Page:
“The Pagan Lord” by Bernard Cornwell (HarperCollins, 2014)

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Medieval historical fiction extraordinaire, Bernard Cornwell, is back with the next installment of the Saxon Tales. The Pagan Lord is the seventh in the series, with King Alfred gone and the land is on the eve of war between the Saxons ruled by Alfred’s son, Edward and Wessex; while in the north, the Danes led by the Viking Cnut Longsword looks to take more land.

Our hero, Uhtred, has had his ups and downs in the series, but now wishes to bring what men he can together and take back his inheritance in the distant north land of Bebbanburg, but he will have to fight his uncle and progeny to do that. The Christian faith is also growing in this place that will one day be called “Angeland,” and when Uhtred kills an important bishop, he finds those of the faith also warring against him.

The Pagan Lord pushes Uhtred to the very edge and beyond, bringing the reader along with him. It shows Cornwell doing what he does best, moving his characters around and pitting them against each other in magnificent battle scenes. No one Cornwell book is like the other, which is what makes him such a great writer.

Originally written on January 27, 2014 ©Alex C. Telander.

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“Elves in Anglo-Saxon England” by Alaric Hall (Boydell & Brewer, 2009)

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Alaric Hall, a lecturer in Medieval English Literature at the University of Leeds, delves into the sources that mention or reference elves, or ælfe, looking not just at texts and writings from Britain, but also Scandinavia and mainland Europe to find similarities and linkages in these references.  Hall breaks it down to the language level, exploring spellings, uses, as well as inferring meanings for elves, which at times can get dense, but for those looking for proof in the original language, Hall certainly does this, using the original Old English and providing translations.  He is quick to point out that while comparing British texts with sources from other countries, one cannot make assumptions through this as they are from different cultures.  References are made between elves on the subject of belief, health, gender, and identity, each with their own chapter, and while it is relatively short book, Hall has begun an important foundation here as more is learned and discovered about the use of ælfe in the Anglo-Saxon world.

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Originally written on March 3rd 2010 ©Alex C. Telander.

“Sword at Sunset” by Rosemary Sutcliff (Chicago Review Press, 2008)

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The late Rosemary Sutcliff was a prolific writer from the 1950s through the 1970s, publishing a number of children’s books, including the Eagle of the Ninth series and a series of Arthurian novels, as well as over twenty other children’s books on historical subjects.  She also penned nonfiction works and adult fiction, including Sword at Sunset, originally published in 1963 and re-released on May 1st of this year.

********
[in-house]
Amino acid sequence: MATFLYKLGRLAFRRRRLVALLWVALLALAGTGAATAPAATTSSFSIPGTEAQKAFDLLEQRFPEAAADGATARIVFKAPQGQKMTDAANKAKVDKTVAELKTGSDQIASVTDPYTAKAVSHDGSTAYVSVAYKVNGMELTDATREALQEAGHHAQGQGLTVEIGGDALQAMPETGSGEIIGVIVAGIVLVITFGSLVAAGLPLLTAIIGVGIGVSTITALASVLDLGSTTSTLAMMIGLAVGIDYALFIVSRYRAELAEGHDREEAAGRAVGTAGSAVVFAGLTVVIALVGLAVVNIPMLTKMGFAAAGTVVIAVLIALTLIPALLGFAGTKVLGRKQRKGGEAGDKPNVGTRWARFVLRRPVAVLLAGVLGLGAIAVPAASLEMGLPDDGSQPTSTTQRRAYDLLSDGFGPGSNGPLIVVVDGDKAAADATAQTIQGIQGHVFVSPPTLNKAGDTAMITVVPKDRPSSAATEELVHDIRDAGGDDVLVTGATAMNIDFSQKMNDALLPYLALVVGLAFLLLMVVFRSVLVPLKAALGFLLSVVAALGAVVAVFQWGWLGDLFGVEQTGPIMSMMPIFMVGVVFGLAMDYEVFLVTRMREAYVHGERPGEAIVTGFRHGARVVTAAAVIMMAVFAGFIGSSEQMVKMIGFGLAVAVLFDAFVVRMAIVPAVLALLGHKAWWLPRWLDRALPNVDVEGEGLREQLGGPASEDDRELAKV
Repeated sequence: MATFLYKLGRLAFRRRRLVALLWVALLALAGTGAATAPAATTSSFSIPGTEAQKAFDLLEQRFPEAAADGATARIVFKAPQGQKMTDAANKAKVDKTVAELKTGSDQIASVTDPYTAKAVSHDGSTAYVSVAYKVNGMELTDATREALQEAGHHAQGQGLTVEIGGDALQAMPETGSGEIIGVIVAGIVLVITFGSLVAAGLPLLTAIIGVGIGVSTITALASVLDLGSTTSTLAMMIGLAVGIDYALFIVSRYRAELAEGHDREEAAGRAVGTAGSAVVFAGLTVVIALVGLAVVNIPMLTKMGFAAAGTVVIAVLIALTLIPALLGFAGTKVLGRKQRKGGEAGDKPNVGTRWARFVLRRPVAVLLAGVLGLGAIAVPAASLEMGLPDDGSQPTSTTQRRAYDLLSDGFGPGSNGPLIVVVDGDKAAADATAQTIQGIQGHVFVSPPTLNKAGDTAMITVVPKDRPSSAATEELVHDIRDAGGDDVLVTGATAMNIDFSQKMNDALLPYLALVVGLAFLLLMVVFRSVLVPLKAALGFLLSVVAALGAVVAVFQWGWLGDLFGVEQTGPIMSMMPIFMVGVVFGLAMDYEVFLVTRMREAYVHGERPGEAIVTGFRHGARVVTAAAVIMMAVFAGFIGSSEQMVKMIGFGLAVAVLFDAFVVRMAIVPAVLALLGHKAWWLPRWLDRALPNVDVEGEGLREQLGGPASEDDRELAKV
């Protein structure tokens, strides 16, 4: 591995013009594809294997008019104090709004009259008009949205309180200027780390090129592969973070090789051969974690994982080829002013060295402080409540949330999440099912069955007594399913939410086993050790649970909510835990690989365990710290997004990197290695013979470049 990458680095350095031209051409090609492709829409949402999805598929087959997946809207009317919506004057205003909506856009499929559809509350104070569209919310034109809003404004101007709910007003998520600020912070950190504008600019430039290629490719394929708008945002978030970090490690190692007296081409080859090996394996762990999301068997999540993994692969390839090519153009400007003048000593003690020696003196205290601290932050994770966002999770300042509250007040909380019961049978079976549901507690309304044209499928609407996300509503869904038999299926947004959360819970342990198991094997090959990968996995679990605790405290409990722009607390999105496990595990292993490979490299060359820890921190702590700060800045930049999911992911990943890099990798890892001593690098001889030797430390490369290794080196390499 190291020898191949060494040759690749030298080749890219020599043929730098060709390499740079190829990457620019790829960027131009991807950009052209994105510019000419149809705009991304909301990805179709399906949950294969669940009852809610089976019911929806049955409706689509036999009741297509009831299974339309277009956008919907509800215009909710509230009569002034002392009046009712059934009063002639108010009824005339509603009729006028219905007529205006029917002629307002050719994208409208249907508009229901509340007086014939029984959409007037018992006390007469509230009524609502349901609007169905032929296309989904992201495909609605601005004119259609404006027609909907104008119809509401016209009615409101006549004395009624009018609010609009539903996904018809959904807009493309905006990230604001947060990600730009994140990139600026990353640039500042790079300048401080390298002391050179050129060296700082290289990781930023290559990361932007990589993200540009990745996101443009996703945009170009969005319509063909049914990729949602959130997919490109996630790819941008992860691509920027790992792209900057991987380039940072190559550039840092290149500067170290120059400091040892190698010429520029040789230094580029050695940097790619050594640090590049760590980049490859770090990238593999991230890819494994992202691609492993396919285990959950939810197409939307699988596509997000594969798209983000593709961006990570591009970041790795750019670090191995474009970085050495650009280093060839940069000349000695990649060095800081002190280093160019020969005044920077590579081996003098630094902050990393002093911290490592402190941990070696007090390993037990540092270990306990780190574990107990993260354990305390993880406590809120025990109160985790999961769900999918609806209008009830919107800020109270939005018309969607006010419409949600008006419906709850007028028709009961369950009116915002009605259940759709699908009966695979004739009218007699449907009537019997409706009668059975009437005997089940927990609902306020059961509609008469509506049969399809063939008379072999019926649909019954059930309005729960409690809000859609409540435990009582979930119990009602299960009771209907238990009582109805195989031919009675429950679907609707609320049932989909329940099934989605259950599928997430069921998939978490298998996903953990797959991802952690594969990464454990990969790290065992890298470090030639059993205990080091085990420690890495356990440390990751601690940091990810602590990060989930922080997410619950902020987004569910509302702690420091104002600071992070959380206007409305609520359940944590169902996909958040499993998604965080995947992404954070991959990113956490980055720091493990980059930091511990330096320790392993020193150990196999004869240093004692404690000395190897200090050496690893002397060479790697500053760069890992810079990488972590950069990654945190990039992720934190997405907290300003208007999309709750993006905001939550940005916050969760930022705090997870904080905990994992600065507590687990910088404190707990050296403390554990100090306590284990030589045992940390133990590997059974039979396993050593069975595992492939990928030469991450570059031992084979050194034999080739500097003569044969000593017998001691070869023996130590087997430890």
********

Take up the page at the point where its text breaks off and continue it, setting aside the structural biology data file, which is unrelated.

Sword at Sunset features an introduction by Canadian author Jack Whyte, writer of the successful Camulod Chronicles, a nine-book series beginning several generations before Arthur was born.  Whyte freely admits that when he first discovered Sword at Sunset it changed his life, which becomes all too clear when one has read both authors.  The characterization, the tone, and the painstaking attention to historical detail and accuracy are prevalent in both works, to the point where one might think Whyte owes Sutcliff more than an introduction and homage.

In Sword at Sunset, Sutcliff creates a world where the Roman legions have left Britain, yet the sense of Romanitas remains strong, especially in the noble characters of Ambrosius and Artos the Bear. They retain not just the armor, style of combat, and the Roman military organization, but a superior, almost arrogant sense of belonging to something that was once great and could be again.  Sutcliff’s early medieval world is not as “dark age” as normally depicted in fiction, but thriving with trade and societal infrastructure across Europe still seemingly intact.  Artos the Bear spends the beginning of the book traveling to southern France where he looks to purchase strong breeds of horses to bring back to Britain to create a strong cavalry force to fight against the invading Anglo Saxons and maintain the British control and rule.

While it is not completely clear how Artos the Bear has risen to such great prominence, he nevertheless has the backing of the people, which spurs him on to defeat the Saxons in many battles.  Sutcliff introduces many familiar characters from the Arthurian world, though there is no Merlin or Lancelot (the latter originally an addition made by Chrétien de Troyes in the twelfth century), but an important appearance is made by Arthur’s incestuous sister Medraut (or Morgan). Sword at Sunset reads like a historical military text with its calculated and descriptive battle scenes that make the world come alive, to the point where the reader may indeed believe such events transpired in the fifth century, leaving the common storylines of romance and chivalry out completely, much as they were in the original time of Arthur.

If you liked this review and are interested in purchasing this book, click here.

Originally written on July 11th 2008 ©Alex C. Telander.

“Lords of the North” by Bernard Cornwell (Harpercollins, 2007)

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In Lords of the North (coming January 23rd), the wonderful writer of great historical periods and characters brings us the third in his increasingly popular Saxon Chronicles series, as he tells the story of King Alfred the Great’s life and his work in unifying the many kingdoms into the country we know today as England.

We continue with our hero, Uhtred of Bebbanburg, who has just helped Alfred save and maintain control over the land of Wessex, therefore preventing the complete invasion by the Danes.  Angered with Alfred’s piousness and making every decision according to God, Uhtred flees north to Northumbria, still hoping one day to defeat his uncle and take back his beloved Bebbanburg.  It is here that he meets old Danish friends and before he realizes what’s going on, a deal has been brokered to maintain peace in Northumbria in return for Uhtred’s enslavement.  Without his blood-stained blade – Serpent-Breath – the many lords of the region are happy to get rid of this formidable warrior.

Uhtred, stripped of his title and power, then spends most of the book suffering abuse and torture as a slave on a trading vessel traveling along the Flemish coast, and back and forth between Britain and the mainland.  On a number of occasions they face off again this “red ship” that is a trader like them.  Upon returning to the original place where Uhtred was sold – so that more slaves can be bought – the red ship appears out of nowhere and beaches the shore.  Foreign Danes stream out and Uhtred soon finds himself face to face with an even older friend who raised him.